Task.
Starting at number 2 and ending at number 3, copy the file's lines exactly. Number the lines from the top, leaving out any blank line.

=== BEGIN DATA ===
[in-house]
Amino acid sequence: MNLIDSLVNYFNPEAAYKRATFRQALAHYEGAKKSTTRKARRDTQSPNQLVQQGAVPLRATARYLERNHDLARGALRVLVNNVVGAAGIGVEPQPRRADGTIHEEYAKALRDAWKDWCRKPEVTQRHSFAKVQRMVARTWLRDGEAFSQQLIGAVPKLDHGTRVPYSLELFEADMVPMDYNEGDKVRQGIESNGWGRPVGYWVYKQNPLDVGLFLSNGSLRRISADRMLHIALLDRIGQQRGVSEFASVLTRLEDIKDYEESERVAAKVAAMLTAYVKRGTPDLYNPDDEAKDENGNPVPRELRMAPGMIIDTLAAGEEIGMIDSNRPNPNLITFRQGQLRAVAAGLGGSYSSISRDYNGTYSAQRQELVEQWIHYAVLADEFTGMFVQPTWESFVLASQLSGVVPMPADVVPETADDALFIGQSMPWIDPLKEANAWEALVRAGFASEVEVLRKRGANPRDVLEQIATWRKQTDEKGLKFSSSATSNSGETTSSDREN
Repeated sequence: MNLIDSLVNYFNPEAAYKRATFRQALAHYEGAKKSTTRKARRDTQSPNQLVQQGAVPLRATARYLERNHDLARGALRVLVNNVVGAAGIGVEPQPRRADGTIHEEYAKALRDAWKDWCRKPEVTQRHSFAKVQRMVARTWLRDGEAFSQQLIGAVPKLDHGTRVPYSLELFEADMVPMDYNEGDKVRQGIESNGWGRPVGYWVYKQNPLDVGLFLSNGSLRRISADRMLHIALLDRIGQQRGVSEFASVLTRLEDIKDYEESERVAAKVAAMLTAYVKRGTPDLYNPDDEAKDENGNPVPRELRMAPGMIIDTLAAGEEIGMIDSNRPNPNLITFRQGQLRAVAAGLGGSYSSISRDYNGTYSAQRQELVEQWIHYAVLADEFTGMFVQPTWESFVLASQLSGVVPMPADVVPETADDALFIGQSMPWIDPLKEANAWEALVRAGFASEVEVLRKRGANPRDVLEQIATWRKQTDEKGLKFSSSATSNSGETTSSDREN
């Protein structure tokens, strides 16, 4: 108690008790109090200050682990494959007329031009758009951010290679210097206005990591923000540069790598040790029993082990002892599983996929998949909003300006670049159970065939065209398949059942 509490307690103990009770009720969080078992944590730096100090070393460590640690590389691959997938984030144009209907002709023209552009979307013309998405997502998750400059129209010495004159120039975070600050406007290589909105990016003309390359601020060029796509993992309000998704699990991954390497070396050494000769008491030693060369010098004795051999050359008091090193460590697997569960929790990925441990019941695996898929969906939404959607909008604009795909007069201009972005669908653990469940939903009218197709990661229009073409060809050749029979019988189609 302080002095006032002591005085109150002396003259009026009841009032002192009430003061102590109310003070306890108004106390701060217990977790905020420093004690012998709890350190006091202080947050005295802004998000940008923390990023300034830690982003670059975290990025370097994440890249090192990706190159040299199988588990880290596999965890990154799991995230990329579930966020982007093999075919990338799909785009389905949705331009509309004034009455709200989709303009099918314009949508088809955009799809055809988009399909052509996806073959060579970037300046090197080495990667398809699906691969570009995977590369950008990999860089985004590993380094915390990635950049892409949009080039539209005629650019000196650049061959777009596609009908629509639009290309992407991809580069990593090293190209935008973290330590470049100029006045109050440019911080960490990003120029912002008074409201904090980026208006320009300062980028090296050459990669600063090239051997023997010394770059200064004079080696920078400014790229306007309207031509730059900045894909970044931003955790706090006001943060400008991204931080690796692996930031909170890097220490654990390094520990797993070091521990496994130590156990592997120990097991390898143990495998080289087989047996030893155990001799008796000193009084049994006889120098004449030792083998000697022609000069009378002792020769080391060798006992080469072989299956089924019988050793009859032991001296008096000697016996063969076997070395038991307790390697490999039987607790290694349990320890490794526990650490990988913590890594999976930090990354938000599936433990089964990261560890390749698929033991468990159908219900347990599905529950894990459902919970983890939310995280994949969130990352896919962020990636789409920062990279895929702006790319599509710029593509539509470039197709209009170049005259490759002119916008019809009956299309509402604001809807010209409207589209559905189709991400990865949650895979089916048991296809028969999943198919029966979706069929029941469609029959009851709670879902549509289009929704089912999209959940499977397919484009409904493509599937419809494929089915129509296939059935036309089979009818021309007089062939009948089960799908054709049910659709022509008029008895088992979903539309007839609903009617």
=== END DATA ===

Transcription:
Amino acid sequence: MNLIDSLVNYFNPEAAYKRATFRQALAHYEGAKKSTTRKARRDTQSPNQLVQQGAVPLRATARYLERNHDLARGALRVLVNNVVGAAGIGVEPQPRRADGTIHEEYAKALRDAWKDWCRKPEVTQRHSFAKVQRMVARTWLRDGEAFSQQLIGAVPKLDHGTRVPYSLELFEADMVPMDYNEGDKVRQGIESNGWGRPVGYWVYKQNPLDVGLFLSNGSLRRISADRMLHIALLDRIGQQRGVSEFASVLTRLEDIKDYEESERVAAKVAAMLTAYVKRGTPDLYNPDDEAKDENGNPVPRELRMAPGMIIDTLAAGEEIGMIDSNRPNPNLITFRQGQLRAVAAGLGGSYSSISRDYNGTYSAQRQELVEQWIHYAVLADEFTGMFVQPTWESFVLASQLSGVVPMPADVVPETADDALFIGQSMPWIDPLKEANAWEALVRAGFASEVEVLRKRGANPRDVLEQIATWRKQTDEKGLKFSSSATSNSGETTSSDREN
Repeated sequence: MNLIDSLVNYFNPEAAYKRATFRQALAHYEGAKKSTTRKARRDTQSPNQLVQQGAVPLRATARYLERNHDLARGALRVLVNNVVGAAGIGVEPQPRRADGTIHEEYAKALRDAWKDWCRKPEVTQRHSFAKVQRMVARTWLRDGEAFSQQLIGAVPKLDHGTRVPYSLELFEADMVPMDYNEGDKVRQGIESNGWGRPVGYWVYKQNPLDVGLFLSNGSLRRISADRMLHIALLDRIGQQRGVSEFASVLTRLEDIKDYEESERVAAKVAAMLTAYVKRGTPDLYNPDDEAKDENGNPVPRELRMAPGMIIDTLAAGEEIGMIDSNRPNPNLITFRQGQLRAVAAGLGGSYSSISRDYNGTYSAQRQELVEQWIHYAVLADEFTGMFVQPTWESFVLASQLSGVVPMPADVVPETADDALFIGQSMPWIDPLKEANAWEALVRAGFASEVEVLRKRGANPRDVLEQIATWRKQTDEKGLKFSSSATSNSGETTSSDREN